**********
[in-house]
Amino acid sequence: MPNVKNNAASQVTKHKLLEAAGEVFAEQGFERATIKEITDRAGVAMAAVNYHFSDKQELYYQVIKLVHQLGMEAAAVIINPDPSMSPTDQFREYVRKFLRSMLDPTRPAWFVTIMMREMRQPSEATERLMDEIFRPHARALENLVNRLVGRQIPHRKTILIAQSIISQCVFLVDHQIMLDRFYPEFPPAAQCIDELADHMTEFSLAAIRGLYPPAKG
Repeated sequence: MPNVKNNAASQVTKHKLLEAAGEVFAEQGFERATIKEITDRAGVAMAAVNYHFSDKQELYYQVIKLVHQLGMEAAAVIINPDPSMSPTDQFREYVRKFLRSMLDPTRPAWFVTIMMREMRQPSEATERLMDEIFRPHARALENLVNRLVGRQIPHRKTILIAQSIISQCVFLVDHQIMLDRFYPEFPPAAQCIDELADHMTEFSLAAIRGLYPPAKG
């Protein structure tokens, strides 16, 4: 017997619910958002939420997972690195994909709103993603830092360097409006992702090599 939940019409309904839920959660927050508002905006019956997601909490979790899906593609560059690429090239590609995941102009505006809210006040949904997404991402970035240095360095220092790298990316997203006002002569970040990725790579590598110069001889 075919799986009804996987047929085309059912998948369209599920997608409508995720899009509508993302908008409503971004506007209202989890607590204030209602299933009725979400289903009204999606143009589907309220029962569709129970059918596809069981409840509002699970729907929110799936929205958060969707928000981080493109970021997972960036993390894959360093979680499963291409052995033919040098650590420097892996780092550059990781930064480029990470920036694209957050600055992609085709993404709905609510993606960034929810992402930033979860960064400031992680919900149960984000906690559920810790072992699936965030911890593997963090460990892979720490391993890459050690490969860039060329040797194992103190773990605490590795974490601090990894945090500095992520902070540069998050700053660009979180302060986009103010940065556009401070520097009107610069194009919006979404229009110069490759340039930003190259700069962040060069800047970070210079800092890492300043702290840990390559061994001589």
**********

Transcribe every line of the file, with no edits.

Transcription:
[in-house]
Amino acid sequence: MPNVKNNAASQVTKHKLLEAAGEVFAEQGFERATIKEITDRAGVAMAAVNYHFSDKQELYYQVIKLVHQLGMEAAAVIINPDPSMSPTDQFREYVRKFLRSMLDPTRPAWFVTIMMREMRQPSEATERLMDEIFRPHARALENLVNRLVGRQIPHRKTILIAQSIISQCVFLVDHQIMLDRFYPEFPPAAQCIDELADHMTEFSLAAIRGLYPPAKG
Repeated sequence: MPNVKNNAASQVTKHKLLEAAGEVFAEQGFERATIKEITDRAGVAMAAVNYHFSDKQELYYQVIKLVHQLGMEAAAVIINPDPSMSPTDQFREYVRKFLRSMLDPTRPAWFVTIMMREMRQPSEATERLMDEIFRPHARALENLVNRLVGRQIPHRKTILIAQSIISQCVFLVDHQIMLDRFYPEFPPAAQCIDELADHMTEFSLAAIRGLYPPAKG
């Protein structure tokens, strides 16, 4: 017997619910958002939420997972690195994909709103993603830092360097409006992702090599 939940019409309904839920959660927050508002905006019956997601909490979790899906593609560059690429090239590609995941102009505006809210006040949904997404991402970035240095360095220092790298990316997203006002002569970040990725790579590598110069001889 075919799986009804996987047929085309059912998948369209599920997608409508995720899009509508993302908008409503971004506007209202989890607590204030209602299933009725979400289903009204999606143009589907309220029962569709129970059918596809069981409840509002699970729907929110799936929205958060969707928000981080493109970021997972960036993390894959360093979680499963291409052995033919040098650590420097892996780092550059990781930064480029990470920036694209957050600055992609085709993404709905609510993606960034929810992402930033979860960064400031992680919900149960984000906690559920810790072992699936965030911890593997963090460990892979720490391993890459050690490969860039060329040797194992103190773990605490590795974490601090990894945090500095992520902070540069998050700053660009979180302060986009103010940065556009401070520097009107610069194009919006979404229009110069490759340039930003190259700069962040060069800047970070210079800092890492300043702290840990390559061994001589």